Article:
Skip to comments.Thoughts On Tools
Posted on 08/30/2009 6:21:04 AM PDT by Patriot1259
Over the past few years I have collected a lot of tools. With each move, my dad brings tools just in case things need to be fixed around the house. When he leaves, the tools stay behind, so I end up with a new saw, screwdriver or wrench. Then there are the tools that fix the sprinkler system, the tools that come with some assembly required furniture, bolts that hang heavy pictures, bolts to hang light fixtures, and then just plain old regular bolts. Oh, and dont forget the nails tiny nails all the way up to the amazingly huge industrial strength nails. I probably have most of these things in my garage.
The problem is, I have absolutely no idea how to use the tools. A glance into my garage would lead you to believe I am a real handy man; that I can actually build things. But that is a myth. What I have is just a collection of tools that I have gathered over the years and since I am not really sure what to do with them, they just sit.
(Excerpt) Read more at thecypresstimes.com ...
Do you know how to use these tools?
1. DRILL PRESS: A tall upright machine useful for suddenly snatching flat metal bar stock out of your hands so that it smacks you in the chest and flings your beer across the room, splattering it against that freshly painted part you were drying.
2. WIRE WHEEL: Cleans rust off old bolts and then throws them somewhere under the work bench at the speed of light. Also removes fingerprint whorls and hard-earned guitar calluses in about the time it takes you to say, “Ouch...”
3. ELECTRIC HAND DRILL: Normally used for spinning steel pop rivets in their holes until you die of old age.
4. PLIERS: Used to round off bolt heads.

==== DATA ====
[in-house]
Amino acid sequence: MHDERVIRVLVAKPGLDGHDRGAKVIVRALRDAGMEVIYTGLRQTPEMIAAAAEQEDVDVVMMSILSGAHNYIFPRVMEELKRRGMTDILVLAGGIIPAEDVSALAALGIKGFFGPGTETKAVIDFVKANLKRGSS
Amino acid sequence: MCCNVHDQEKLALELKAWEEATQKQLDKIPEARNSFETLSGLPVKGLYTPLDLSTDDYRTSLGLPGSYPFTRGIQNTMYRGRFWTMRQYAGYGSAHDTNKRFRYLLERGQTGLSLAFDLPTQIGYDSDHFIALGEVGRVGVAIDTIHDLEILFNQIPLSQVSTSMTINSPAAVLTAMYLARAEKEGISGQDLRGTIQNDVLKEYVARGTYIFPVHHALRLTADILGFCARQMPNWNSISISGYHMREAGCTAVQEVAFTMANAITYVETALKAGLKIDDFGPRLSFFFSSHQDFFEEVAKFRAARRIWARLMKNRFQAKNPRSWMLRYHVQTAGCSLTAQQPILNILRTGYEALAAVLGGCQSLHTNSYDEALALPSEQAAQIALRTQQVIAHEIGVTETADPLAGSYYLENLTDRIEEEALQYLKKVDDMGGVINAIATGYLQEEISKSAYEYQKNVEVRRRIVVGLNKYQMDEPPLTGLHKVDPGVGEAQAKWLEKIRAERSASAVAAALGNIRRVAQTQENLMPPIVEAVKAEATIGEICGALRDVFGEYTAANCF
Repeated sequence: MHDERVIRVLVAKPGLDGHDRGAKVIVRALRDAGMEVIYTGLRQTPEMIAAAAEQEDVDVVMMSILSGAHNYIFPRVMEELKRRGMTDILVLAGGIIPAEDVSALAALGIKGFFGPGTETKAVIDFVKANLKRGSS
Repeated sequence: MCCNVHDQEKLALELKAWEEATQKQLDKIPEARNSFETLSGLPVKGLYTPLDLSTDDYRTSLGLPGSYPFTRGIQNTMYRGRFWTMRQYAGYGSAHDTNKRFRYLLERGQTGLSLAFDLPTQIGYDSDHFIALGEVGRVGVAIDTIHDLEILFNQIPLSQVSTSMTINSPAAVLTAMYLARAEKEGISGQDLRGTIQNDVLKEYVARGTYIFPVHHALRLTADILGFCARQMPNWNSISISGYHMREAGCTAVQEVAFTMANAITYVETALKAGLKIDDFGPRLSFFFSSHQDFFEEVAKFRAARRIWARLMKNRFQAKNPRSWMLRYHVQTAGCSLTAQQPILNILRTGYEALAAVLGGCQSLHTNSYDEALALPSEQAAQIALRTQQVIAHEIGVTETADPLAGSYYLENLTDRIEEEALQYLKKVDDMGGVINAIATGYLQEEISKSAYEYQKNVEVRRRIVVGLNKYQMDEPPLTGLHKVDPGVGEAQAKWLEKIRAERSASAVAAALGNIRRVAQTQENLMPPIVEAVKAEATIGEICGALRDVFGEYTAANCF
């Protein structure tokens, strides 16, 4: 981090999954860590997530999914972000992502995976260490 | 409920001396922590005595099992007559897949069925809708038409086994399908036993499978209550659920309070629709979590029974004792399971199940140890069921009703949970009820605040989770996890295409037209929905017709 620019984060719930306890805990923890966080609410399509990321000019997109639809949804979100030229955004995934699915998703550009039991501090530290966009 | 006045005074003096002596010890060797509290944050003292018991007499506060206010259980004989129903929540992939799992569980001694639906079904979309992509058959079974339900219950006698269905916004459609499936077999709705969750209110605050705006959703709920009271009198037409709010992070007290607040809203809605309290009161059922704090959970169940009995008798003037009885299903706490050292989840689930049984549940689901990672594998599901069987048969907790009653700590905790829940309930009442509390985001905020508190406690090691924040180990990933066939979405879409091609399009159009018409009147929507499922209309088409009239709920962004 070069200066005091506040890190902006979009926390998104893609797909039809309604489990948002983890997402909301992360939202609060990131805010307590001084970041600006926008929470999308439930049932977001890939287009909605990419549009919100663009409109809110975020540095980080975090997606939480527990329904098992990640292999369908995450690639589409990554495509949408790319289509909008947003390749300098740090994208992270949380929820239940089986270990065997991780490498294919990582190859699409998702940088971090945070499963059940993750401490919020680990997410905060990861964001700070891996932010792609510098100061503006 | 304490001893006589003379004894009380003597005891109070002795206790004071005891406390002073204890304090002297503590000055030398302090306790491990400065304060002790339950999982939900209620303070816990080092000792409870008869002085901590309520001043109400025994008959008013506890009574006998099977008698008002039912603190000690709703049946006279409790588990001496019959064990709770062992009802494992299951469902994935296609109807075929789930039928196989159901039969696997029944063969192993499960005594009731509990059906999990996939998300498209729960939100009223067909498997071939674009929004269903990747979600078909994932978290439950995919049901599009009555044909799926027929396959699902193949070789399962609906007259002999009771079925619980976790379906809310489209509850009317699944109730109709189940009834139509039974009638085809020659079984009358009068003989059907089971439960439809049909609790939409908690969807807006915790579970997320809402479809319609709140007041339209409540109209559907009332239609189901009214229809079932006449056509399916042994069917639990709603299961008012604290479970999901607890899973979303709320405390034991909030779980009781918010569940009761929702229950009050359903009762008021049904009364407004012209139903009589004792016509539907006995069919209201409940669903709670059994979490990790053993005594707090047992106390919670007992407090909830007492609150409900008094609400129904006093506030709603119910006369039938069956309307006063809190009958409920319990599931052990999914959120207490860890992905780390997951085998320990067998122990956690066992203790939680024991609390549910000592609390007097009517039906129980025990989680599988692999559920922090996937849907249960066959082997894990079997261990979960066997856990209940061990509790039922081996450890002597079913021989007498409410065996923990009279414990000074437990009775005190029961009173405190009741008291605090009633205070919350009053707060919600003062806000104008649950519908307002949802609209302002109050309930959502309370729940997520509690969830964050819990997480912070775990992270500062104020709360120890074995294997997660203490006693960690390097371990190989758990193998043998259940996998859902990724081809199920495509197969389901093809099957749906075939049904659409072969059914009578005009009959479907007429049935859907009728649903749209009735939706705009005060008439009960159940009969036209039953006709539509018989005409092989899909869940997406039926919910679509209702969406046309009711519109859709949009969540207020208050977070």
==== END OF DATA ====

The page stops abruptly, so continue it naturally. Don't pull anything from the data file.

5. HACKSAW: One of a family of cutting tools built on the Ouija board principle. It transforms human energy into a crooked, unpredictable motion, and the more you attempt to influence its course, the more dismal your future becomes.
6. VICE-GRIPS: Used to round off bolt heads. If nothing else is available, they can also be used to transfer intense welding heat to the palm of your hand.
7. OXYACETYLENE TORCH: Used almost entirely for setting various flammable objects in your garage on fire. Also handy for igniting the grease inside a brake drum you’re trying to get the bearing race out of.
8. HYDRAULIC FLOOR JACK: Used for lowering a Morgan to the ground after you have installed your new front brake setup, trapping the jack handle firmly under the front bumper.
when I saw the word “tool”, I thought it was another story on Ted Kennedy or Barack Obama.
My thoughts on tools are that Juan McCain, Rooty Guiliani, and Mitt Romney are the three biggest tools seen in years.
Lindsay Graham and Arlen Specter are right up there too.
Oh, you meant the other kind of tool.
Another good one from the CypressPress. Thanks for sharing
When I grew up, we were taught to use our hands...today, it’s all keyboards (although my kids are sure as heck not getting a free ride...video games or not).